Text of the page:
Friday Jan 24, 2014 by Dennis Keohane - Senior Writer, VentureFizz
Yesterday afternoon, Katie Rae, Reed Sturtevant, David Cohen, and the Boston Techstars team announced its latest cohort, and we must say, it is a pretty impressive looking crew.
This is seventh Techstars class in Boston and the first that will be located at Techstars new office in the Leather District. The teams met each other and officially started the program earlier this week and will continue until April 29th.
This year's cohort includes a wide array companies working in very different verticals. As Rae said in the announcement on the Techstars blog, there are "companies building mobile-first communities, companies optimizing hiring and labor workforces and even one focused on self-improvement.
Here is a look at some of the companies involved and some thoughts on each:
Cangrade "automates HR with a candidate assessment and prediction tool," and promotes the idea of "hiring better." The company raised a $50K Seed Round in 2012 and "researched over 200,000 employees from over 500 companies and developed a breakthrough platform that automates hiring and predicts employee success."
Here is an introductory video from the company:
We covered Ben Rubin and Derek Haswell's health/wellness/life betterment platform earlier this week. The company already announced that it had been selected for Techstars as well as revealing that it had raised $1.4M to "transform change."
The former Zeo employees believe that achieving "the goal of achieving a successful change of habit, rests in role models, mentors, and teachers." So they launched a site to bring something different to the world of self-improvement and quantified self.
ecoVent, which was founded at MIT in 2012, makes a smart, wireless, HVAC Zoning system. Unless you've been living under a rock, you realize the potential for this "Internet of Things" company, seeing that Google just scooped up smart thermostat company Nest for $3.2B!
In addition to have a smart thermostat, ecoVent's product also includes sensors that can track motion, temperature, and humidity. This allows users to control the temperature of every single room in a home with a wireless device like phone or tablet.
Here's ecoVent's Dipul Patel explaining the concept last year:
HermesIQ is looking to streamline "clinical workflows with intelligent software." They've already achieve a lot since being founded at MIT, including being the Nuance Healthcare app-of-the-month, the athenahealth hackathon winner, a Brigham & Women's Hospital hackathon winner, an MIT100K pitch finalist, and the recent TechCrunch pitch-off winner.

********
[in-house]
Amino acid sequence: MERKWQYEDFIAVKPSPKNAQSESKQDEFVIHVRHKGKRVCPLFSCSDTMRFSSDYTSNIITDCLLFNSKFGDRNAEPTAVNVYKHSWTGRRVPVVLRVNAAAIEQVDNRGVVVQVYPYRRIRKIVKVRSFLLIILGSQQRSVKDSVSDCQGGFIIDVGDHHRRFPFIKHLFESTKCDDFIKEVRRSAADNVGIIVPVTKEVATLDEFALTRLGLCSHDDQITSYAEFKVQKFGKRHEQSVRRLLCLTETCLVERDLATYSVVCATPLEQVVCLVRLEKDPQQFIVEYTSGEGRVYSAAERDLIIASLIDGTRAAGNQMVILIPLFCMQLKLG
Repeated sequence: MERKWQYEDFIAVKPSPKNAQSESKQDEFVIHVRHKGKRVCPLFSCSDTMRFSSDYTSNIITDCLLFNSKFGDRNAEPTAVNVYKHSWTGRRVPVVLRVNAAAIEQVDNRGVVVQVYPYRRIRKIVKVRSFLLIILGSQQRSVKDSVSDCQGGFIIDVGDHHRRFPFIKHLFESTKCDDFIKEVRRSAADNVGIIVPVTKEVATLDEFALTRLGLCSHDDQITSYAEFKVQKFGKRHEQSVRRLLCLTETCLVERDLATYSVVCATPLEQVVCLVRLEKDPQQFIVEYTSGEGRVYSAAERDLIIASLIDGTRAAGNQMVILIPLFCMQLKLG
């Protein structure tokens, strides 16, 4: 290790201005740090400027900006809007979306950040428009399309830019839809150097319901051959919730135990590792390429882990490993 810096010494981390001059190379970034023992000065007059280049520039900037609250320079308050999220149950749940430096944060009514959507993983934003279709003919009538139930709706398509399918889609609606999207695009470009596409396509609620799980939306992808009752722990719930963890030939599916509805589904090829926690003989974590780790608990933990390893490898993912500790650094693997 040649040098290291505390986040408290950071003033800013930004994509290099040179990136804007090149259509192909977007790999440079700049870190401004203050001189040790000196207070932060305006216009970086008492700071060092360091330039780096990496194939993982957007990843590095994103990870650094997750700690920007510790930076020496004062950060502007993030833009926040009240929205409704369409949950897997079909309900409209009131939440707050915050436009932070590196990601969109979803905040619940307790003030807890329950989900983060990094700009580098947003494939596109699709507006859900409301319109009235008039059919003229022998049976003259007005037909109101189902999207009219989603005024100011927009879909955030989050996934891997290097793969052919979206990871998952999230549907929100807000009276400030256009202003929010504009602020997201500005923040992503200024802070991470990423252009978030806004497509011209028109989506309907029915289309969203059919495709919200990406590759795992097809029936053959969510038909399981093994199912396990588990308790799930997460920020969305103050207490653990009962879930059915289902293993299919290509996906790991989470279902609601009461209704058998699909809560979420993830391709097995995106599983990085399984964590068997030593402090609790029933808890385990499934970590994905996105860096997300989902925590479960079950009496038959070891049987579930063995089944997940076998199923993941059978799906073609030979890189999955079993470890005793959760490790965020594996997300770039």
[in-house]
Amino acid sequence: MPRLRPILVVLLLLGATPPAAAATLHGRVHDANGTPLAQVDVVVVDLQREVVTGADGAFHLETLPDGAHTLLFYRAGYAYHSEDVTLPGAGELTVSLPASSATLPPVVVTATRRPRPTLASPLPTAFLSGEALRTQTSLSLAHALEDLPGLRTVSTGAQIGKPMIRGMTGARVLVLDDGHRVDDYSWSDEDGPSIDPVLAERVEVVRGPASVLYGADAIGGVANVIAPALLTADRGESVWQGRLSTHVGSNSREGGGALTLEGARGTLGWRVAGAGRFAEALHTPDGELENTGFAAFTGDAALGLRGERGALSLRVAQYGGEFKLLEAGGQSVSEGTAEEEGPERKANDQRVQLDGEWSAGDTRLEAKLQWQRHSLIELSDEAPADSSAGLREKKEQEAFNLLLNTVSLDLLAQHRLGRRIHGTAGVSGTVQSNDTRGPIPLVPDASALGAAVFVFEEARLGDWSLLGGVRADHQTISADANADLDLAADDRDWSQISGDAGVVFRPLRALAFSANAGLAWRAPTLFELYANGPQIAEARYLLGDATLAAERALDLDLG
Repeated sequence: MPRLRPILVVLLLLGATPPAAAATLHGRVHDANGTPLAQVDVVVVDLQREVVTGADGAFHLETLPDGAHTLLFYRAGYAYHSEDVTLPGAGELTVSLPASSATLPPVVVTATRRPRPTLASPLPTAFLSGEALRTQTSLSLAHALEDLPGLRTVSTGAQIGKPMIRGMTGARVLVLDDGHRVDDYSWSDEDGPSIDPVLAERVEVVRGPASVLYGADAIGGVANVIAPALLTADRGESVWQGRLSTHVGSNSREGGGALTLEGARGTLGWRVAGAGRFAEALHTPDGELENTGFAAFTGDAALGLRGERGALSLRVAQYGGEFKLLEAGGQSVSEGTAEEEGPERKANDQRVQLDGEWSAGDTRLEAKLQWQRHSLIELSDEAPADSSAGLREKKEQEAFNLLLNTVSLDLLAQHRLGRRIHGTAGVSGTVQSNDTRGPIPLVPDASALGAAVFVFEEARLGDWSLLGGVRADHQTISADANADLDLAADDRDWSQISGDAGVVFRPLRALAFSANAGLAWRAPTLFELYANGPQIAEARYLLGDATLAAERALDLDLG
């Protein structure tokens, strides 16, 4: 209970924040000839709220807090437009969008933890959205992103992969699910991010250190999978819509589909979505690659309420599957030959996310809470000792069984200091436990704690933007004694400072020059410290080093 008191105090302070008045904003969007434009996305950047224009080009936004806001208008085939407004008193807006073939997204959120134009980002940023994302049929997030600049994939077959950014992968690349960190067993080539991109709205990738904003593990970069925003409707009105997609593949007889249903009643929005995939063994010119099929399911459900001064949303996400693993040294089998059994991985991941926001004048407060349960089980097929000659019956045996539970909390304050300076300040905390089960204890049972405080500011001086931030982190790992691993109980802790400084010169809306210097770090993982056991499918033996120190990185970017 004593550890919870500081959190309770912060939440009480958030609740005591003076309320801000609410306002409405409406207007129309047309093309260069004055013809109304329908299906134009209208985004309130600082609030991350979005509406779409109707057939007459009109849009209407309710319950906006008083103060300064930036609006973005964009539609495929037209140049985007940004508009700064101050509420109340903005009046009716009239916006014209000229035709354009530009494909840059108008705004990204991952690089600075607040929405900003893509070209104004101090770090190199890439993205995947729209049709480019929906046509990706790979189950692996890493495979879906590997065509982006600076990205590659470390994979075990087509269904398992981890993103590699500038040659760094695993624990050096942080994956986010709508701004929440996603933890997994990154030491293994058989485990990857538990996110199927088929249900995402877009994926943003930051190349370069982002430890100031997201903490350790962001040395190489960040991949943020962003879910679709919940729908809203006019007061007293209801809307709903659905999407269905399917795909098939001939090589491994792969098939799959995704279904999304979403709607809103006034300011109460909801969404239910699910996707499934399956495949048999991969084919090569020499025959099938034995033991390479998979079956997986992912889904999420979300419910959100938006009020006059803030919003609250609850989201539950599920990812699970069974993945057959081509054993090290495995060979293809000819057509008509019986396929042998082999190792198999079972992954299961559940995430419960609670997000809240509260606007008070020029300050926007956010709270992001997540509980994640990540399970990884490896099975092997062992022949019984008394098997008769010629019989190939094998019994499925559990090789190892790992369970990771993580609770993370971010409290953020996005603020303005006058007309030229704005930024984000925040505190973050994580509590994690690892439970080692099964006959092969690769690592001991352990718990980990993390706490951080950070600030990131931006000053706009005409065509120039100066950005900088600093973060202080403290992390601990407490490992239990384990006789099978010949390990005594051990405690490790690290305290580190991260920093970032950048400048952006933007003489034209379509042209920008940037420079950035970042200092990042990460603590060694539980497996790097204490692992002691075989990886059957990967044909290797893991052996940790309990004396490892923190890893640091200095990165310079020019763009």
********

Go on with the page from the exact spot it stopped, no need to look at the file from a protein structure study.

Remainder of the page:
The hardware and software platform aims to quantify action sports and connect participants and brands, but more specifically, wants to get more people active and outdoors. A former MassChallenge participant, they announced $144K in Partial Close funding in October.
A local, family run e-commerce company, Litographs "creates art from the books you've read and loved." The site has posters, t-shirts, and tote bags that are all created entirely from the text of classic books by a team of artists from all over the world.
Started by Corey and Danny Fein, Litographs aims to promote literacy, both at home and abroad, and is partnered with the International Book Bank to "send one new, high-quality book to a community in need for each product we sell."
Since then, Marc Regan and crew seem to have been everywhere, but most importantly, they have been working on building an unbelievable product. Of all the companies involved in the new Techstars cohort, Mapkin is the most intriguing and could really make a huge jump with the support of the Techstars community.
As the Amino website explains, the company believes that, "when you get people together who are passionate about a similar interest, amazing things happen."
Onion is building a backend as a service software platform for connected devices. With the success of companies like Localytics and Kinvey coming out of Techstars the past few years, this could be one of the big surprises in this year's cohort.
With a team made up of RISD and Yale grad Eliza Becton and MIT Sloan-ies Frank Lee and Sean Grundy, Refresh is building eco-friendly, cost-effective beverage vending machines.
Another MassChallenge alum, the company claims to be able to "cut vending operators' variable costs and CO2 emissions by 80%."
SUNDAR is a B2B marketplace for apparel and accessories sourcing, matches suppliers with creative professionals from all over the world.
The company aims to redefine "the fashion and luxury industries through an intelligent digital marketplace for sourcing global materials," giving "real-time access to quality materials and unique artisans, both locally and globally."
WorkMob is a partner driven freelance platform, initially targeting the API integration space.
The company was started by Nick Woodhams and Matt Sornson when they found, as they explained on their site, that they "were spending close to half our time sourcing, scoping, quoting, negotiating, and communicating with clients...50% of our time was spent not doing what we loved, BUILDING!"
"So we decided to build WorkMob," they said, "a system that takes care of as much of the pre-building part of freelancing as possible."
As we've said before, it is a BIG deal making into the Techstars Boston program, the Techstars program that consistently produces one success story after another.